Non-childish difficulties - Newspaper Kommersant No. 46 (7491) of 03/20/2023

Non-childish difficulties - Newspaper Kommersant No. 46 (7491) of 03/20/2023

Last week, the Ministry of Labor published for public discussion two draft federal laws, which proposes to amend the Tax Code and FZ-167 "On Compulsory Pension Insurance in the Russian Federation." The goal is to allow employers who hire minors (aged 14–18) under an employment contract or a GPC contract to pay reduced insurance premiums for them. The idea of ​​popularizing teenage employment at first glance may raise questions: is everything so bad for Russian households that children should be sent to work? However, statistics show otherwise.

The Russian labor market, apparently, turned out to be in short supply not only in 2022, but it will remain so for the next five to seven years. Both emigration and partial mobilization have played their role, but the main reason is the decline in the working-age population as a whole: the process began in the mid-2010s and is unlikely to stop affecting the labor market until 2030 (for more details, see below). “Kommersant” dated December 29, 2022). With this in mind, the federal program to promote youth employment launched by the Ministry of Labor in 2021, which at first raised questions about the choice of its target audience (for many years, young specialists in the Russian Federation were prevented from finding a job primarily by high expectations of the first salary), appears in a new light - in the form of assistance, on the contrary, employers.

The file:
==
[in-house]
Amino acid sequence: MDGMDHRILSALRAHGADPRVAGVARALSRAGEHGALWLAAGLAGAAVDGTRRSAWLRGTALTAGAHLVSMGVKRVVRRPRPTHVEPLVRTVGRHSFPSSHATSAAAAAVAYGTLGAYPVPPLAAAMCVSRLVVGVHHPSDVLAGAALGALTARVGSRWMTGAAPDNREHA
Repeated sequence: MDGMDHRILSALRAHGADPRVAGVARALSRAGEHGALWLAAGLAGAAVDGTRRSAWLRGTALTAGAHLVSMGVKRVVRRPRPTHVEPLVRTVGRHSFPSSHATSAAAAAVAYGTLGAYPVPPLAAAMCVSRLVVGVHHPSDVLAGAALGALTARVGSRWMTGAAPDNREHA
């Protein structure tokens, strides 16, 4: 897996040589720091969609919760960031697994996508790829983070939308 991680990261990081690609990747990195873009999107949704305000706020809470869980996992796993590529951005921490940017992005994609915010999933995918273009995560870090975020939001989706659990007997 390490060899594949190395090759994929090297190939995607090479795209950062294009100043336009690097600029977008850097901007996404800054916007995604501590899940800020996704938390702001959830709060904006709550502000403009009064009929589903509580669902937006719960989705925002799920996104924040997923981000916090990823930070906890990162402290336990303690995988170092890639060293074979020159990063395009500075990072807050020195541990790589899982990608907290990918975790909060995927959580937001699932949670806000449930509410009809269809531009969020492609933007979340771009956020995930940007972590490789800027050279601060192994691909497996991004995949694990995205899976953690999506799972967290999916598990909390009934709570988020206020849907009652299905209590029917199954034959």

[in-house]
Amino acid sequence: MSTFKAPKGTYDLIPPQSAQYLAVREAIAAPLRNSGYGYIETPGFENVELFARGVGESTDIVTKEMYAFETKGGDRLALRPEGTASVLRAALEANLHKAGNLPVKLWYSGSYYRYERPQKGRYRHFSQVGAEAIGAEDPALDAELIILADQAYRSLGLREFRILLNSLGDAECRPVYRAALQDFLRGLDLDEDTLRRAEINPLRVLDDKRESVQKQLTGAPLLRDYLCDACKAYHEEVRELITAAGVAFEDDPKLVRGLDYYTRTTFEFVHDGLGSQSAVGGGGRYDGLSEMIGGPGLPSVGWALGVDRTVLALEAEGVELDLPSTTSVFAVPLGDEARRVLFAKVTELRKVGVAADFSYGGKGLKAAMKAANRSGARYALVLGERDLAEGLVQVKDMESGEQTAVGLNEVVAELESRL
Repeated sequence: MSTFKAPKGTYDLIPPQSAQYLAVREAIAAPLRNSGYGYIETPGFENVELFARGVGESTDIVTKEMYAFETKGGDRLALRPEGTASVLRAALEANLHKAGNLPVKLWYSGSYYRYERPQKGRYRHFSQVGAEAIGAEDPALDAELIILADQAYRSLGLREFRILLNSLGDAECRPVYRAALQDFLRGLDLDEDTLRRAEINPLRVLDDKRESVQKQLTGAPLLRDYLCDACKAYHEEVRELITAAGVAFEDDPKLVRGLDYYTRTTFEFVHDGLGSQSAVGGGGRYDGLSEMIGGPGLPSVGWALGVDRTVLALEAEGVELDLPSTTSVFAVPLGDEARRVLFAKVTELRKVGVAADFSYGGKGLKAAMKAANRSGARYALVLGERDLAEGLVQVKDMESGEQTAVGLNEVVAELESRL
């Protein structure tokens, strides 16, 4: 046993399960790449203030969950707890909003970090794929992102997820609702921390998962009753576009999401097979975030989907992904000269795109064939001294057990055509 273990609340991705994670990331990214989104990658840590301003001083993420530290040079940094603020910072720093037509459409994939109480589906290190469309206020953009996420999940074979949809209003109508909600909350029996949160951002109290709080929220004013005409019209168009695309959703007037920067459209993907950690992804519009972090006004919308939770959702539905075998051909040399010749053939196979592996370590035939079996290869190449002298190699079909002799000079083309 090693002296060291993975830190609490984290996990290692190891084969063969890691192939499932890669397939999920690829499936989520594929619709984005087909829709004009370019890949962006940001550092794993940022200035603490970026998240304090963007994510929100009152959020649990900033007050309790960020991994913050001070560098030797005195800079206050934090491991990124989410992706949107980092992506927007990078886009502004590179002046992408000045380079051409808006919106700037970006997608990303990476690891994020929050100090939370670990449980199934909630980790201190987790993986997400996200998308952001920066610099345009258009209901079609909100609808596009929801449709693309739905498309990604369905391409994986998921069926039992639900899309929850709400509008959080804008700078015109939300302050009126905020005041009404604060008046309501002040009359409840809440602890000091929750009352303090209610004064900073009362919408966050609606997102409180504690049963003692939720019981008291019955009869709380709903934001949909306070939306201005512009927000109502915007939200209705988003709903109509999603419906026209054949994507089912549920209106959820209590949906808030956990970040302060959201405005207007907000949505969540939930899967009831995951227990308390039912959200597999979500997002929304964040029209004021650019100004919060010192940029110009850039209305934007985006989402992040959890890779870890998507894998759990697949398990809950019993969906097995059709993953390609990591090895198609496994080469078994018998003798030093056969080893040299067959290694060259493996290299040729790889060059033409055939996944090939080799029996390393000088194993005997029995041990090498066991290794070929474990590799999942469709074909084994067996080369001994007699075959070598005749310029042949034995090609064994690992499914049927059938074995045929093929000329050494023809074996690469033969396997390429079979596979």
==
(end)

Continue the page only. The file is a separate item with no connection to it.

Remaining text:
In this case, the department's proposal to reduce insurance premiums for the employment of minors is a continuation of the same policy of supporting the continuity of the flow of personnel. Lack of experience when applying for a first job is the second most common reason for rejection of young professionals, and the additional opportunity to gain this experience before adulthood will come in handy. Now, according to the monitoring of the employment of minors by Rostrud, more than 500 thousand teenagers go to work every year - 15% of this category of the population (7.5 million people aged 14-18).

Reducing the contribution rate by almost three times (to 7.6%), most likely, will expand the opportunities for formal employment of teenagers, but we must not forget that for many of them the inability to work is due to a large academic load - it is still to be assessed how it will change against the backdrop of the next higher education reform. education is not possible. In addition, a teenager’s earned income is included in the total income of a household that claims a unified social benefit (about a third of children under 18 receive it), and it may be more profitable for them to abandon child labor in favor of investing in a child’s professional capital only with the help of his studies. However, this will also depend on the salaries offered to teenagers by employers.

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